Bees and Butterflies in Burned and Unburned Alvar Woodland: Evidence for the Importance of Postfire Succession to Insect Pollinator Diversity in an Imperiled Ecosystem


  • Alana N. Taylor York University, 4700 Keele Street, Toronto, Ontario, M3P 1J3
  • Paul M. Catling Agriculture and Agri-Food Canada, Environmental Health, Biodiversity, Wm. Saunders Bldg., Central Experimental Farm, Ottawa, Ontario, K1A 0C6



pollinators, biodiversity, Lepidoptera, Hymenoptera, alvar, succession, fire, Ontario, Canada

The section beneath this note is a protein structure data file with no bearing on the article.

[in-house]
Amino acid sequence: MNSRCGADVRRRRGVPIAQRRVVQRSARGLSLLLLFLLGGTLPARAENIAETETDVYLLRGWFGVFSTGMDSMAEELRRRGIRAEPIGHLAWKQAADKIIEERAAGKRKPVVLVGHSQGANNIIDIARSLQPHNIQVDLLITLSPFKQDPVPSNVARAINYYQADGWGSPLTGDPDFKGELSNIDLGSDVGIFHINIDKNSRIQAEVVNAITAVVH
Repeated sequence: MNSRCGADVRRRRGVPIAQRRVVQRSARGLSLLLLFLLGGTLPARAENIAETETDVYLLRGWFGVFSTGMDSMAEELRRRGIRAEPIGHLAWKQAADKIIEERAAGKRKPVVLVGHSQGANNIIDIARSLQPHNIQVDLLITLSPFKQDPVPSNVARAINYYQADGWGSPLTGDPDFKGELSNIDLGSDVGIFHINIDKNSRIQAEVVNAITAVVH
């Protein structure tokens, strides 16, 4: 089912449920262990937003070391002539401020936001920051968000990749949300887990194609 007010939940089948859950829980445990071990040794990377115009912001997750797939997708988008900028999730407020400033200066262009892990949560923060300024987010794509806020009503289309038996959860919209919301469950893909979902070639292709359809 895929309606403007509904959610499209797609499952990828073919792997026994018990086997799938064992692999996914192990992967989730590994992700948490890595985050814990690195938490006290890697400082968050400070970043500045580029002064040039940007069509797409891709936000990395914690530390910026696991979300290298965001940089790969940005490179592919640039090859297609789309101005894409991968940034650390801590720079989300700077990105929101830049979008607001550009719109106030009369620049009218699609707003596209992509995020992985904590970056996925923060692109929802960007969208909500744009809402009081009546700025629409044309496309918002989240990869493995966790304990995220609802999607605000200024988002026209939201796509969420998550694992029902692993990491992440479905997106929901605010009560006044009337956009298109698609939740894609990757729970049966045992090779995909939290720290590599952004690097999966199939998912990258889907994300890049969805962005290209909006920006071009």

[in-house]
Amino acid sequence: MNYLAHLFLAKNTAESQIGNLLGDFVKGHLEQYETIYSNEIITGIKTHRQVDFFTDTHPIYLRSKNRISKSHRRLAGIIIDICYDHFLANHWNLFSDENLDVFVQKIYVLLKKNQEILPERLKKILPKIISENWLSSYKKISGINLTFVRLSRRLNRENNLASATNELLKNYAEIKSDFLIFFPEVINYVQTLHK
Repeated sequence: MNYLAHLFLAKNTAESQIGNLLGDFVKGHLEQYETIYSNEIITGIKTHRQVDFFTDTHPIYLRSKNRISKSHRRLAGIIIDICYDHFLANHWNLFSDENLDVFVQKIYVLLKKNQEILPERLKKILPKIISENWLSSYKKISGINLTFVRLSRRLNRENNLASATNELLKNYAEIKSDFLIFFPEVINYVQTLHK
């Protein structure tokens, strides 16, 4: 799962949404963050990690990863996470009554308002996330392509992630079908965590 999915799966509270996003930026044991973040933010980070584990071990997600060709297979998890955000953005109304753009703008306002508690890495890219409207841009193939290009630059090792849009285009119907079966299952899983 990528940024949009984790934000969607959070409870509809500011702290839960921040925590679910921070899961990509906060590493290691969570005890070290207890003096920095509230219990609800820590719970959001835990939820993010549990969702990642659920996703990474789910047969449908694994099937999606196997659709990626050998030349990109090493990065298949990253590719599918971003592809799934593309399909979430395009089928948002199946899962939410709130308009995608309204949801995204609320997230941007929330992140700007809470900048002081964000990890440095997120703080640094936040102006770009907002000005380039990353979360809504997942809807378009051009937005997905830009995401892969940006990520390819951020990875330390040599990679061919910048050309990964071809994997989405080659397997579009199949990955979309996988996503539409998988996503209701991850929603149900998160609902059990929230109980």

The apparent importance of successional habitat to pollinating insects, specifically bees (Hymenoptera) and butterflies (Lepidoptera) was quantified in an alvar landscape in the Ottawa valley through a comparison of burned and unburned alvar woodland. The two adjacent habitats on the same successional gradient were sampled by sweeping with additional data from pitfall traps for bees and by direct observation with close focus binoculars and occasional verification through capture with a net for butterflies. The sampling was done during 11 visits in 2008 beginning 16 May and ending 13 September. Both bee and butterfly diversity were higher in the post-fire burned alvar woodland compared to the adjacent unburned woodland based on species richness, number of individuals and Brillouin’s Biodiversity Index which takes evenness and heterogeneity into account. No bees were captured in the unburned area, but 34 species and 201 individuals were captured in the burned site. The most abundant bee species was Augochlora aurata. Lepidoptera were represented in the burned site by 35 species and 408 individuals compared to 15 species and 21 individuals in the unburned woodland. The most common butterfly species in the burned woodland was Callophrys polios. The higher diversity of pollinators in the burned site was correlated with both higher vascular plant diversity and much higher cover and frequency values for insect-pollinated plants providing nectar and pollen including flowering shrubs such as Amelanchier alnifolia var. compacta, Arctostaphylos uva-ursi and Prunus virginiana. The burned site also provided more cover of larval food plants for butterflies and apparently more nesting sites for bees. We suggest that a decrease in fire frequency and in the availability of open successional habitats are contributing factors in the decline of pollinators, and that endangered ecosystems where fire has been a natural phenomenon may require fire or fire-simulated management to sustain their biodiversity.